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A mostly successful attempt at a fresh understanding through analogies, but the enduring sadness of her loss threatens, as...

The previous biographers of Plath (1932–1963) didn’t really get it, writes Rollyson (Journalism/Baruch Coll.; Hollywood Enigma: Dana Andrews, 2012, etc.).

On the first page, the author calls Plath “the Marilyn Monroe of modern literature,” and he continually returns to Monroe, whose relationship with Arthur Miller was igniting about the time as Plath’s with Ted Hughes. Rollyson also alludes repeatedly to the myth of Isis (see title) and periodically mentions other myths and some Shakespeare and Brontë—all to establish patterns and precedents for Plath’s story. Although such analogies can sometimes seem forced and extraneous, they do provide a different sort of context for this saddest of stories. Rollyson promises early that he will not write much about context or about Plath’s specific works, though he does some of each, discussing, for example, her early poem “Pursuit,” The Bell Jar, “Three Women” and numerous other works. The author pretty much just rehearses the Plath story, identifying various levels of villains (her mother, Hughes and his sister—and his lover, Assia Wevill, who also committed suicide), focusing on relevant letters but also reminding us of some small things that surprise and delight. At Smith, she once graded for Newton Arvin, and she endeavored, with Hughes’ encouragement, to memorize one poem per day. Important and poignant what-if moments also emerge. Her relationship with A. Alvarez, Hughes’ destruction of the diary of her final days—what might these have meant? What might we have learned?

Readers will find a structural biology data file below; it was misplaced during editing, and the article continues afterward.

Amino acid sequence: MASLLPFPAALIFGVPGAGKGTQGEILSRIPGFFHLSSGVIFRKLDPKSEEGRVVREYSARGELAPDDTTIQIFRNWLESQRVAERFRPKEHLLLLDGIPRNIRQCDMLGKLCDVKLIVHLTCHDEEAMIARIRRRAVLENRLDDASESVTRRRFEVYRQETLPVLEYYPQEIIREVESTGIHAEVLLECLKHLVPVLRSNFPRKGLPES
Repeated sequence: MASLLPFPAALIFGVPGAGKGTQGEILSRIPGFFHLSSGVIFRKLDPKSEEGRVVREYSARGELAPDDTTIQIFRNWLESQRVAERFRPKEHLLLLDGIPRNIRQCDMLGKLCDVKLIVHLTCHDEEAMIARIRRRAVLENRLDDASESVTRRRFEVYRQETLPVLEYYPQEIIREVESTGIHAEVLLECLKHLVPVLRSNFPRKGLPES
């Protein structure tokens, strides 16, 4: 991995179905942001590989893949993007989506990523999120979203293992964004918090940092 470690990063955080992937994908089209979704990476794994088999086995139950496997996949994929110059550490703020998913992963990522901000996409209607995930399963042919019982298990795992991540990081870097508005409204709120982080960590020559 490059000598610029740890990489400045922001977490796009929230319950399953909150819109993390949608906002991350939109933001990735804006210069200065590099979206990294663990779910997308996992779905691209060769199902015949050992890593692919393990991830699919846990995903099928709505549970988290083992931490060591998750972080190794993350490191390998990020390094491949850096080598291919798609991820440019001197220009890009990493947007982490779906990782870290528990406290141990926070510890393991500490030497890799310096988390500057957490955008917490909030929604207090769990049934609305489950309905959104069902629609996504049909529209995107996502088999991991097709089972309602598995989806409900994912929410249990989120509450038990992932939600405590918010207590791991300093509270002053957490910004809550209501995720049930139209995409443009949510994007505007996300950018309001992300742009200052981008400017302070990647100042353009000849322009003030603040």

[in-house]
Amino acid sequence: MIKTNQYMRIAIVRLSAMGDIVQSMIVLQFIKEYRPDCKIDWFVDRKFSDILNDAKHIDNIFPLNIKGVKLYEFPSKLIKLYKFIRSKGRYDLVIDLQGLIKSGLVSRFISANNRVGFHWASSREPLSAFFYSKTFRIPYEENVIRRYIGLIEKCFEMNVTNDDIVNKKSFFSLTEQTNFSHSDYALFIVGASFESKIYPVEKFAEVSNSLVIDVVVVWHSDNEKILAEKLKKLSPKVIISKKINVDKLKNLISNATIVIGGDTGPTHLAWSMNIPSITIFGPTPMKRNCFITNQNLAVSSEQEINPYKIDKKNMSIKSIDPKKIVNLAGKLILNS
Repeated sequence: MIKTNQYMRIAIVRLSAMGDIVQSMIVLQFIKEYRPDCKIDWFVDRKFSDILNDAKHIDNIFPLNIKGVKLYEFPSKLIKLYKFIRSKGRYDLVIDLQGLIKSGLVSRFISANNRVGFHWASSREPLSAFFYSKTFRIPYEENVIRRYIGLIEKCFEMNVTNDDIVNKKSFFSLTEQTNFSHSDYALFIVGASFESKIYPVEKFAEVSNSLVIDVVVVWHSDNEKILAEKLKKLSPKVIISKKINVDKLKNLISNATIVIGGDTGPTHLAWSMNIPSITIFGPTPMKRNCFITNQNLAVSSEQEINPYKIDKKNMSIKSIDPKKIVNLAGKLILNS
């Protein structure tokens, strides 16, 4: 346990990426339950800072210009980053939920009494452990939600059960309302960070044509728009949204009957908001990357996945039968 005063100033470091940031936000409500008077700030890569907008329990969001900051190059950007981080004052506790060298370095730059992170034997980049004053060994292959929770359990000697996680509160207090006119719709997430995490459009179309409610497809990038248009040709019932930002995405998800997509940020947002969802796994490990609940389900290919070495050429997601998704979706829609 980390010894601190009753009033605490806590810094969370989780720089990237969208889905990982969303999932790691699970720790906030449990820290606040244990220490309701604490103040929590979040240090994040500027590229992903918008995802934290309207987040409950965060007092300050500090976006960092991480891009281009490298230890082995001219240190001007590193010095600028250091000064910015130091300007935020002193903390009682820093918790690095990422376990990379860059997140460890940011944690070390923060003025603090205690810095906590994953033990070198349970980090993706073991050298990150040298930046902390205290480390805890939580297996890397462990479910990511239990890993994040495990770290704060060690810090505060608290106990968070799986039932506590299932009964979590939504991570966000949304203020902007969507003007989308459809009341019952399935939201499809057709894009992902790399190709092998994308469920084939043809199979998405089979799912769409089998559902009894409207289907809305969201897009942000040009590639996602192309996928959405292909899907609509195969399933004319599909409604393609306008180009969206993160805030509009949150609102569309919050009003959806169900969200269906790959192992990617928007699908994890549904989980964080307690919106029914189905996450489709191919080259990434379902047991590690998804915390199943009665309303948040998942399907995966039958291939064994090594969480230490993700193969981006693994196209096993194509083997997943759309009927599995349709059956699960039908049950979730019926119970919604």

A mostly successful attempt at a fresh understanding through analogies, but the enduring sadness of her loss threatens, as ever, to overwhelm.

Pub Date: Jan. 29, 2013

ISBN: 978-0-312-64024-8

Page Count: 336

Publisher: St. Martin's

Review Posted Online: Oct. 11, 2012

Kirkus Reviews Issue: Nov. 1, 2012

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A wonderful page-turner written with humility, immediacy, and great style. Nothing came cheap and easy to McCandless, nor...

The excruciating story of a young man on a quest for knowledge and experience, a search that eventually cooked his goose, told with the flair of a seasoned investigative reporter by Outside magazine contributing editor Krakauer (Eiger Dreams, 1990).